Music Video Review: Purity Ring – ‘heartsigh’


Combining an art installation with the magic of 'heartsigh', a myriad of fairy lights enchantingly capture the track.

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Purity Ring’s video for ‘heartsigh’, the latest track to spill from Another Eternity is awash with sparkling fairy lights, strobes, and ghostly dancers. The video was conceptualised by the electronic duo, Megan James and Corin Roddick, directed by Cecil Frena and Alex Fischer.

The glittering myriad of LEDs and hanging bulbs is ‘Submergence’, an art piece by British collective Squidsoup, which can be seen at Kew Gardens, London, among other locations. Four Tet has previously worked with the installation, performing within their Ocean of Light rig at the ICA in August.

The video opens to the rosy, burning glow of a sunset as the backdrop, before a crane shot takes us over a view of the landscape, in which a spider-like dome is depicted at its centre. As the first chimes of ‘heartsigh’ tinker into clarity, we plunge into the darkness of the dome and icy blue diamonds light up as Roddick beats on them, the drums casting only a faint glow on his form. There’s something alluring about the unusual amount of black emptiness used within the video. It draws attention to the most important elements, the lights and the music, creating a magical setting for the track. Before the main body of the track comes into play, a ghostly figure plunges backwards through the dark space, recognisable as Megan James by her fiery red hair.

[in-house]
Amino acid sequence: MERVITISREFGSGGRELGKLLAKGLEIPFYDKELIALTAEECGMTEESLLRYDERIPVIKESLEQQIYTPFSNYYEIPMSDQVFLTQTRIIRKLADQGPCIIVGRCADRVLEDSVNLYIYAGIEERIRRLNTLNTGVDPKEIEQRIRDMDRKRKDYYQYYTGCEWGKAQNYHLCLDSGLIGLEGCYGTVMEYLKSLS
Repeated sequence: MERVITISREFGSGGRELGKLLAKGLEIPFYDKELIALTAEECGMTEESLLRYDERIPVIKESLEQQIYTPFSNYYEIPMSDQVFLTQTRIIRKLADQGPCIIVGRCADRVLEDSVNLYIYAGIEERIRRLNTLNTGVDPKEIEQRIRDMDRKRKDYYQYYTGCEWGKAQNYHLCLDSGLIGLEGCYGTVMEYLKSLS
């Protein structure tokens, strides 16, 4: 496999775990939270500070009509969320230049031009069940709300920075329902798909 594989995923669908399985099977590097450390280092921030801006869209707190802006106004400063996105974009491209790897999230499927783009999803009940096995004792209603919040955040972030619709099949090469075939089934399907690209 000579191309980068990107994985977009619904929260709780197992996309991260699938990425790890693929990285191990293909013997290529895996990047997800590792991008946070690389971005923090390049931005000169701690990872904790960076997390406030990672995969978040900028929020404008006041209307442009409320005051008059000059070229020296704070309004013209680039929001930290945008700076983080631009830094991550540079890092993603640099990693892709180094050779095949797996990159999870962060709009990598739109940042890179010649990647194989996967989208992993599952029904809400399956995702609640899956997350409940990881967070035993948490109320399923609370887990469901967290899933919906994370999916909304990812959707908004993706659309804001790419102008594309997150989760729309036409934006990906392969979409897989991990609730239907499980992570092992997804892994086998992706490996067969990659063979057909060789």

It’s the glittering strands of lightbulbs that take centre stage within the video. Hailing from Squidsoup’s ‘Submergence’, the lights seem to beautifully captivate the syncopating tone of the track. Purity Ring, translated into an image, would be an immersion in twinkling lights. Their electronic reverberations combined with delicate layers of sound, particularly on ‘heartsigh’, marry perfectly with the imagery, with the constant play between focus and lack of reflecting the plunges in the duo’s music. Every light appears timed with precision in relation to the music as James and Roddick are depicted on a stage within the darkness, a wall of lights as their backdrop.

The camera is constantly moving throughout this video, not giving the onlooker a moment to settle or focus. It rotates and reels, moving through lights and space as the duo perform on stage, before James falls backwards and plunges once again into darkness. A sequence, lit by softly pink strobes at either side, depicts her floating like an astronaut in mid-air, before her image is displaced by ghostly dancing figures in over-sized white costumes. Here, a sinister mood comes into play as quick flashes between the two sequences become unsettling. Then the sinister turns artful as the ghostly figures become the band’s dancing audience, their blue figures almost mirroring the diamond drums in the foreground.

The climax of the video leaves the dancing and music within the space of the dome, returning to the tranquility of the sunset scene. There’s something calming about this end that makes the light and movement of the dome all the more enchanting, as if that is the only space in which ‘heartsigh’ can come to be.

‘heartsigh’ is out now via 4AD, with the video available to watch below.


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Third year English student, Records Editor, list maker and lover of Kinder Buenos.

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